No big deal getting those replaced.  Eventually, all lights will burn out, be they from a roadtrip or just the regular course of driving.  Have to say I’ve had great luck with the vehicle.  The only work I’ve paid for on the near 18,000 miles I’ve traveled is just regular maintenance.

I also spent some time tallying receipts since I left British Columbia.  More good news: I’m still on track, budget-wise.  Canada and Alaska have upset the balance a little bit by higher-than-anticipated gas prices.  Each place in Canada was at least $4/gal, and each place in AK has been at least $3.30/gal or so.  Regardless, I remain in good shape with my trip funds.

The rest of the afternoon was spent trying to manage my itinerary for my October trip: Binghamton -> Los Angeles -> Kathmandu, Nepal -> Osaka, Japan -> Los Angeles -> Binghamton.  I have never booked a multi-destination trip before, so it’s been a little tricky trying to get everything set.  Cathay Pacific Airline seemed to have the best deals, but their website was giving me issues, so I’ll give them a call.  Anyone out there ever fly Cathay before?

Rachel and Claire invited me to join them for dinner.  We hit up the Snow Goose restaurant here in Anchorage, and since I have had yet to try halibut in Alaska (everyone told me “try the halibut”), I ordered a halibut stuffed with crab.  Amazing.

We then spent some time wandering the various shops of the downtown area.  Funny thing, I stumbled across an art store.  For those who read the blog back while I was still on the East Coast, you might recognize the name.

You may recall my grandmother on my mother’s side was a Sevigny.  It was back in Rhode Island, early on in this roadtrip, where I learned a lot about that side of the family.  So given that Sevigny is a fairly unique name, I walked into the store and talked a bit with the owner, Katie.

Turns out Katie married a Sevigny, and his Sevigny relatives, like mine, hailed from Canada/Rhode Island/East Coast.  Wondering if this was just coincidence or perhaps an actual relation, I wracked my brain to remember the family tree, but my memory was limited.  Katie had called up her husband who advised his great-grandfather was Eugene.  I didn’t recall a Eugene in the tree, but I told Katie I would investigate and get back with her.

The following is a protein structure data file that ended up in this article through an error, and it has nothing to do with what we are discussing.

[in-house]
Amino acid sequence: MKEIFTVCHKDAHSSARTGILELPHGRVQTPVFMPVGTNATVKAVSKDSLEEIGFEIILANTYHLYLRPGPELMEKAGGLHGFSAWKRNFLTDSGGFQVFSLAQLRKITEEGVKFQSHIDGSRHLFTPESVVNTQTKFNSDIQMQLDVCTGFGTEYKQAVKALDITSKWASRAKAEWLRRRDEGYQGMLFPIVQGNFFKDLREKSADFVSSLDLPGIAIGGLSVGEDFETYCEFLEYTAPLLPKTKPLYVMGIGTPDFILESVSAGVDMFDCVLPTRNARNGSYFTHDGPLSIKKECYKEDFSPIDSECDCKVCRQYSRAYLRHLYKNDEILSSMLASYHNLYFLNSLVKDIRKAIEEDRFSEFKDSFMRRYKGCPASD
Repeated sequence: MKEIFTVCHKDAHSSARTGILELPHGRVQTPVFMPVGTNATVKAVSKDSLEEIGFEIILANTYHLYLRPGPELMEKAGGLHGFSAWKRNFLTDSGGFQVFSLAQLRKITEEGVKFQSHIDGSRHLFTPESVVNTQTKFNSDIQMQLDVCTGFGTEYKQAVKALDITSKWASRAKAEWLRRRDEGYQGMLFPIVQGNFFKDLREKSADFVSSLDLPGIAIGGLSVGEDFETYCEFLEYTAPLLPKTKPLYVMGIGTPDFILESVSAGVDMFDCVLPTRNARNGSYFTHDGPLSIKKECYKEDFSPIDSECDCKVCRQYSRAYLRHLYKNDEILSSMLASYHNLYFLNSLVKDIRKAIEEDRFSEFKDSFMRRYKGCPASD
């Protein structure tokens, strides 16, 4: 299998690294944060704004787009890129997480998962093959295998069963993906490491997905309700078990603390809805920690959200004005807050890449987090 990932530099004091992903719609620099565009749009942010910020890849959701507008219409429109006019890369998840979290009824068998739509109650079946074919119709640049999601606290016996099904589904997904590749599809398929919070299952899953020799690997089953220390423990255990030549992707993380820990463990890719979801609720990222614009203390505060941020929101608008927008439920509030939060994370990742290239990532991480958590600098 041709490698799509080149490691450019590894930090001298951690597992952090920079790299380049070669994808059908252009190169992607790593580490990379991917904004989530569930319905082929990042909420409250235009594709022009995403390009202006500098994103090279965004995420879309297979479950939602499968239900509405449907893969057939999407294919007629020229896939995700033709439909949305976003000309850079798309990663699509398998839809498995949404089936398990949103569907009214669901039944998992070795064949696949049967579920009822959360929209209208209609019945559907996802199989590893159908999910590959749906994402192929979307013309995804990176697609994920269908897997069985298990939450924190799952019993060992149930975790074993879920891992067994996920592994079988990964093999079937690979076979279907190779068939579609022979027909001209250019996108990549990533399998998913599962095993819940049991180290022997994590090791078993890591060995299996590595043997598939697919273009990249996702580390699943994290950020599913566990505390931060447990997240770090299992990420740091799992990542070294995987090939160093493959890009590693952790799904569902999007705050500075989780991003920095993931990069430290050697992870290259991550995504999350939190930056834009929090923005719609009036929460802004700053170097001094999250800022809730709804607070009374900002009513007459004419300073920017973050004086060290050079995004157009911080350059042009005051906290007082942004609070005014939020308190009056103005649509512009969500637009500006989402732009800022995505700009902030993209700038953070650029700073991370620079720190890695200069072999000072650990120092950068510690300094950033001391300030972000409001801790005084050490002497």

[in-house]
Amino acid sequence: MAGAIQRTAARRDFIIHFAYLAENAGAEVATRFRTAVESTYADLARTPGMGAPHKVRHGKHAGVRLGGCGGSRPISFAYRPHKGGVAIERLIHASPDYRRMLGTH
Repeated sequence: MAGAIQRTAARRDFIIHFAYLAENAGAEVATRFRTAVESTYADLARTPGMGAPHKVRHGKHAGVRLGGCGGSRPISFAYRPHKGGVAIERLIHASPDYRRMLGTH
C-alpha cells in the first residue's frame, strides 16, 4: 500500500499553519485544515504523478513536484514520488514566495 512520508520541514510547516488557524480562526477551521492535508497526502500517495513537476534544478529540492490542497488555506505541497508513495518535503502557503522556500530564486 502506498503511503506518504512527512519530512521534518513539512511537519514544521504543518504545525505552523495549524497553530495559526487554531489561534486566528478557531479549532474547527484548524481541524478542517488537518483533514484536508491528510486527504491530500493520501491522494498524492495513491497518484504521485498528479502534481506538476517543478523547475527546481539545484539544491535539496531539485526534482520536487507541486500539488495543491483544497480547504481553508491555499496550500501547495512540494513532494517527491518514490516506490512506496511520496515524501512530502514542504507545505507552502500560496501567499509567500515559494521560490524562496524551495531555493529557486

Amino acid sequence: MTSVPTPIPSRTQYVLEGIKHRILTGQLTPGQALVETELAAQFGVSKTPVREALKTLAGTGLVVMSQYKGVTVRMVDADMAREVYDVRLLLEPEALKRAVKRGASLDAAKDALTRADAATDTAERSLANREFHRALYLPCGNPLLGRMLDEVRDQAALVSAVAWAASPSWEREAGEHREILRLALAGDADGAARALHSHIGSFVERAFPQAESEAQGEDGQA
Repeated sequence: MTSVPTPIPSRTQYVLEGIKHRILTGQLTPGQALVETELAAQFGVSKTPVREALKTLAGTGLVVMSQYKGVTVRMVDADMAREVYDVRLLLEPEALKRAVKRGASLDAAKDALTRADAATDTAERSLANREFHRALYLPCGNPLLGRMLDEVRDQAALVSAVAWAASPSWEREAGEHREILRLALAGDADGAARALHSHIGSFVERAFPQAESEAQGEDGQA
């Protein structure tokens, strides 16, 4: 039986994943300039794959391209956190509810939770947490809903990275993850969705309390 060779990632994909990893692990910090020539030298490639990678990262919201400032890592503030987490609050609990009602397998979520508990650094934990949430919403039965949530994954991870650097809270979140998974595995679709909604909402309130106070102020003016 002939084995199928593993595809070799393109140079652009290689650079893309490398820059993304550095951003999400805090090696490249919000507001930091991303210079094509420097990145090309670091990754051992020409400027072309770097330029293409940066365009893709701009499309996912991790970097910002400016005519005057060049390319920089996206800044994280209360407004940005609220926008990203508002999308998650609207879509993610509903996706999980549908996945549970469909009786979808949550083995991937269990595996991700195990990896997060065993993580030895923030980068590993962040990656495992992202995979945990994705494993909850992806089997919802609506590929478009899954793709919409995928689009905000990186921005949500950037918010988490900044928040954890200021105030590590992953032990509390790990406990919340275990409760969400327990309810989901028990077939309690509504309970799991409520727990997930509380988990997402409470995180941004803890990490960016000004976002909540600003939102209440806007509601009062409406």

Fast forward to the next morning, and here I was just moments ago reviewing my post from my time in Rhode Island, especially Lynn’s family tree she drew for me.  And what do you see?  My great-grandfather, EJ, had siblings.  And one of those brothers….Eugene.  Unreal.

Now all I need to confirm is that Katie’s husband had a great-uncle EJ, and looks like I found a distant cousin here in Anchorage, Alaska.  Ha!  I sent an email to Katie so hopefully I can make the confirmation soon.

Now returning to last night, we finished visiting the gift shops and returned to the hotel.  Claire showed me a lot of her pictures from her stay in Alaska, which got me even more excited for my journey down the Kenai Peninsula (starting later today).  She and my buddy Matt both said the drives out here have been some of the most scenic roads they’ve ever seen.  I can’t wait.

I have a place to stay in Seward, my next destination, about a three hour drive from here.  On the way, I’ll check out some glaciers and do some hiking.  It’s a bit chilly here, but not too bad, and I have a winter hat if I need it (thank you, Kenneth).  I’ll also probably get a ticket for a boat tour of the Kenai Fjords area, and maybe do that on Friday.

Thanks so much to Rachel for letting me crash on her hotel couch.  The timing worked out very well, and I got to convince Rachel to visit Crater Lake when she is in Oregon next week.  I can’t wait to hear what she thinks of the place…I definitely hyped it up quite a bit.  Thank you, Rachel.

Hopefully I can take care of that plane ticket this morning, and then I’ll get the car set and be back on the road.  Great times in Anchorage!

joe